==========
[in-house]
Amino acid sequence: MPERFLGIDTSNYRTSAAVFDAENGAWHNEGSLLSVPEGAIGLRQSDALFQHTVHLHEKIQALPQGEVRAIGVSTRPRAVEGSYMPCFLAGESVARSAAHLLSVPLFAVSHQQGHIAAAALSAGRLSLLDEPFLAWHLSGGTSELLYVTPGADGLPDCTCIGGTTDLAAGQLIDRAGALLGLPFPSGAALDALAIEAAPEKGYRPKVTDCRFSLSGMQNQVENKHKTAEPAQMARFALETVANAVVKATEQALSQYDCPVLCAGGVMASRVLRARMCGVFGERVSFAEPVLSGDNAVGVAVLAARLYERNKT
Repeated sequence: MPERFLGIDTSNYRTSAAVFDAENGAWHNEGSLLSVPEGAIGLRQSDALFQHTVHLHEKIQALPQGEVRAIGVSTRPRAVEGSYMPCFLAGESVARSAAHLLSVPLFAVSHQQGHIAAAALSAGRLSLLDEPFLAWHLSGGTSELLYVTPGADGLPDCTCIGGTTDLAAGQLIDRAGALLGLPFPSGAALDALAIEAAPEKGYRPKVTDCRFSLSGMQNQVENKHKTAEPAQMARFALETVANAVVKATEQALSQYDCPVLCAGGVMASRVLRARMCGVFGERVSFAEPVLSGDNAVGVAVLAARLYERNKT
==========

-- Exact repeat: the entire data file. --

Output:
[in-house]
Amino acid sequence: MPERFLGIDTSNYRTSAAVFDAENGAWHNEGSLLSVPEGAIGLRQSDALFQHTVHLHEKIQALPQGEVRAIGVSTRPRAVEGSYMPCFLAGESVARSAAHLLSVPLFAVSHQQGHIAAAALSAGRLSLLDEPFLAWHLSGGTSELLYVTPGADGLPDCTCIGGTTDLAAGQLIDRAGALLGLPFPSGAALDALAIEAAPEKGYRPKVTDCRFSLSGMQNQVENKHKTAEPAQMARFALETVANAVVKATEQALSQYDCPVLCAGGVMASRVLRARMCGVFGERVSFAEPVLSGDNAVGVAVLAARLYERNKT
Repeated sequence: MPERFLGIDTSNYRTSAAVFDAENGAWHNEGSLLSVPEGAIGLRQSDALFQHTVHLHEKIQALPQGEVRAIGVSTRPRAVEGSYMPCFLAGESVARSAAHLLSVPLFAVSHQQGHIAAAALSAGRLSLLDEPFLAWHLSGGTSELLYVTPGADGLPDCTCIGGTTDLAAGQLIDRAGALLGLPFPSGAALDALAIEAAPEKGYRPKVTDCRFSLSGMQNQVENKHKTAEPAQMARFALETVANAVVKATEQALSQYDCPVLCAGGVMASRVLRARMCGVFGERVSFAEPVLSGDNAVGVAVLAARLYERNKT